New Jersey - Southern Flying Squirrel
Flying Squirrels are common residents of many forested areas in the eastern United States. Because of their nocturnal activities, many people are unaware of the presence of these small mammals. In New Jersey, two flying squirrel species occur. The Southern Flying Squirrel (Glaucomys volans) is very abundant and widespread, while the Northern Flying Squirrel (Glaucomys sabrinus) is a rare resident in New Jersey, being found here only on the highest peaks in the cool spruce/fir forest zone. The Southern flyer is a nocturnal creature that prefers to live in colonies
Southern Flying Squirrel
These squirrels are omnivores, they eat acorns, hickory nuts, seeds, berries, mushrooms, flower blossoms, tree bark and sometimes insects, bird eggs and mice. While eating nuts, they will cut a hole at the end of the nut to eat the insides leaving the shell intact, unlike other tree squirrels that fully crush the nut in order to eat it.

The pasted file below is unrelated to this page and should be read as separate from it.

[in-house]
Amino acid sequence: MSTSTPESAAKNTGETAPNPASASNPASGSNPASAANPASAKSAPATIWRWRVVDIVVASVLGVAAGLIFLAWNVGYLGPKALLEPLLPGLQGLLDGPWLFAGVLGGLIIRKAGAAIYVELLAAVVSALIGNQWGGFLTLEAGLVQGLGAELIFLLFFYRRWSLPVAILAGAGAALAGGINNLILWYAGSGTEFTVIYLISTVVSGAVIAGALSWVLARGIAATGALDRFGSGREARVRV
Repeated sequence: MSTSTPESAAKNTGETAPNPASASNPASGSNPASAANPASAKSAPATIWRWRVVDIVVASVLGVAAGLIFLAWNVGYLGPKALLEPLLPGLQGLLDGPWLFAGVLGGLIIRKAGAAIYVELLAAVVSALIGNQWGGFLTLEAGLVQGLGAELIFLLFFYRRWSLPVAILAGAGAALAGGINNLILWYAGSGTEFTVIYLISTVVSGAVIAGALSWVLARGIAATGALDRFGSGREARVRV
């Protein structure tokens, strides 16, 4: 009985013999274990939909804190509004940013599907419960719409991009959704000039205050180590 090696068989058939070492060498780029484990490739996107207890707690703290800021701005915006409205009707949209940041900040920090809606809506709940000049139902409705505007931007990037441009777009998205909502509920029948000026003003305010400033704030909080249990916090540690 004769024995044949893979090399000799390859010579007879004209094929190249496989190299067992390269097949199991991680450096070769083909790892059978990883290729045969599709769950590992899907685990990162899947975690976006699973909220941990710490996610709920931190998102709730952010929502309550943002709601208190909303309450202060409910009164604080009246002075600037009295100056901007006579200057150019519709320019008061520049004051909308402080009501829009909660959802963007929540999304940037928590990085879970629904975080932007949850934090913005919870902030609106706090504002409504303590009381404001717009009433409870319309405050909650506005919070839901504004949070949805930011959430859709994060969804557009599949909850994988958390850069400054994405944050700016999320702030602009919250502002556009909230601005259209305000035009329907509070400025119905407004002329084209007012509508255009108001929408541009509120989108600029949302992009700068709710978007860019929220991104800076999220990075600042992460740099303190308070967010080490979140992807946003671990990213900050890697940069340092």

The Southern Flying Squirrel is the smallest squirrel in our area. Adults weigh between 2 and 3 1/2 ounces. The dense, soft fur is grayish-brown above and a creamy white underneath. The eyes of the flying squirrel are exceptionally large in relation to its body size. At a glance the flying squirrel looks like it is ‘flying’, but in reality it glides from branch to branch. The most noticeable feature is the loose fold of skin which extends from the wrists of the forearm to the ankles of the hind legs. This fold of skin is stretched when the legs are extended to form a wing-like surface that allows the flying squirrel to glide from tree to tree. The tail is furred and flattened.
Nuisance and Damage
Flying squirrels are members of the rodent family. Like all rodents, to keep their teeth sharp they must chew. Homes with flyer colonies often have chewed electrical wires which, if gone unnoticed, can a fire hazard. These animals will set up a "litter box" that can produce stains and smells that are unbearable. The most common complaint from New Jersey homeowners is from the noise in the walls at night these critters make. It is hard to sleep when you have 30 flyers storing acorns in your home every night.